• $\begingroup$ OK, that's good to know. (In many applications, $t$ is a natural number or integer.) BTW, the Shreve and Karatzas definition (which I presume is the "first definition" that concerns you) is identical to the second one, because "$P[X_t=Y_t\ \forall t]$" is shorthand for $P\{\omega\,|\,X_t(\omega)=Y_t(\omega)\ \forall t\}$, which can be read as the probability of the set of $\omega$ for which the two paths are the same. $\endgroup$ – whuber Sep 22 '15 at 16:55
  • 1
    $\begingroup$ Isn't it usually assumed--or explicitly stated--that all measures have been completed? Thus, whether or not the sets in question are measurable shouldn't matter; all that matters is whether they (or their complements) are subsets of sets of measure zero. I believe this notion is implicit in the definition of "almost all." $\endgroup$ – whuber Sep 22 '15 at 17:23

In view of whuber's comments, I will post an answer. I think this settled the question and I don't feel this definition is strange anymore.

Saying that $X,Y$ will be indistinguishable if $P(X_t=Y_t,\forall\ 0\leq t < \infty) = 1$ was strange to me because we are asking for uncountable intersection to be measurable. So we may try weaken the definition saying that $X,Y$ will be indistinguishable if exists a measurable set $A\in\mathcal{F}$ such that $P(A) = 1$ and $X_t = Y_t$ in $A$ for all $0\leq t < \infty$.

It's true that $A\subset\{\omega\in\Omega: \ X_t(\omega)=Y_t(\omega), \forall\ 0\leq t < \infty \}$, but it may not be equal. Therefore there is a null set $N\subset\Omega$ such that $A\cup N = \{\omega\in\Omega: \ X_t(\omega)=Y_t(\omega), \forall\ 0\leq t < \infty \}$.

As pointed out by whuber in the comentns, the probability space is supposed to be complete. So we have that $N$ is measurable, with $P(N) = 0$. In this case, we can just include $N$ in the definition and use $A\cup N$ instead of $A$. Therefore, the weak definition implies the strong, thus the definitions are equivalent.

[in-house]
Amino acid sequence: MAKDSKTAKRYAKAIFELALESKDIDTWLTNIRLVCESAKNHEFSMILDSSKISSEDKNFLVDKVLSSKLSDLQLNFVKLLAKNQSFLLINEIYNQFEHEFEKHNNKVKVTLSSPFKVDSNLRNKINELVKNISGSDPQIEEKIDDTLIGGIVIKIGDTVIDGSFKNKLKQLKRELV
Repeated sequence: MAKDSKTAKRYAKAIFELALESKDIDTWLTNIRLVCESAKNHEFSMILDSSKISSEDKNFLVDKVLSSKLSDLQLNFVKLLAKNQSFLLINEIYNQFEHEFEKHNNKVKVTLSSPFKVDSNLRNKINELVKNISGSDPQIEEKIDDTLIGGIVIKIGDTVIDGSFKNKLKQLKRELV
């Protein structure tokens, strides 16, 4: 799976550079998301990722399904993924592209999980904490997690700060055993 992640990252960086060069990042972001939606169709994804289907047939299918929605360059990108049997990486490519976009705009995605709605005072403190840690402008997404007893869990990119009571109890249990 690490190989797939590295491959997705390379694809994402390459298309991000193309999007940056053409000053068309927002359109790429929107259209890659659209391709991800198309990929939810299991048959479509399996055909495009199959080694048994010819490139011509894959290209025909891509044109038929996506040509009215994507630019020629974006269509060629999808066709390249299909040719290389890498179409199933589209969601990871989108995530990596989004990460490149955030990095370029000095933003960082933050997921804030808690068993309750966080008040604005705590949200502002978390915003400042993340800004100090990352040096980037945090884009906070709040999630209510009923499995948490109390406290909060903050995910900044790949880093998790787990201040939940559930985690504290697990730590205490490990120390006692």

PS: by a null set I mean a set contained in a measurable set with zero measure. Maybe the latter is called null set, I'm not sure. This is irrelevant when the space is complete, but I wanted to highlight the fact that this is relevant when the space is not complete.

| cite | improve this answer | |

The "for all" suggests an intersection as opposed to a union. $$ \{X_t = Y_t; \forall 0 \leq t < \infty\} = \bigcap_{t = 0}^{\infty} \{X_t = Y_t \}. $$

| cite | improve this answer | |
  • $\begingroup$ Yeah, you are right. It was a mistake. Still, this does not answer the question, for uncountable intersections are too not necessarily measurable. $\endgroup$ – Integral Sep 22 '15 at 16:35
  • 1
    $\begingroup$ Sigma algebras are closed under countable unions and intersections. $\endgroup$ – jlimahaverford Sep 22 '15 at 16:42
  • 2
    $\begingroup$ Yeah, countable, which is not the case here. $\endgroup$ – Integral Sep 22 '15 at 16:48
  • $\begingroup$ Ah, indeed. Then I agree with you that definitions (2) and (3) are better defined. That being said, if the processes are continuous then agreement on $\mathbb{Q}$ would mean agreement everywhere. $\endgroup$ – jlimahaverford Sep 22 '15 at 17:28
  • $\begingroup$ Intersection of disjoint sets? $\endgroup$ – Alecos Papadopoulos Sep 22 '15 at 18:37

Your Answer

By clicking “Post Your Answer”, you agree to our terms of service, privacy policy and cookie policy

Not the answer you're looking for? Browse other questions tagged or ask your own question.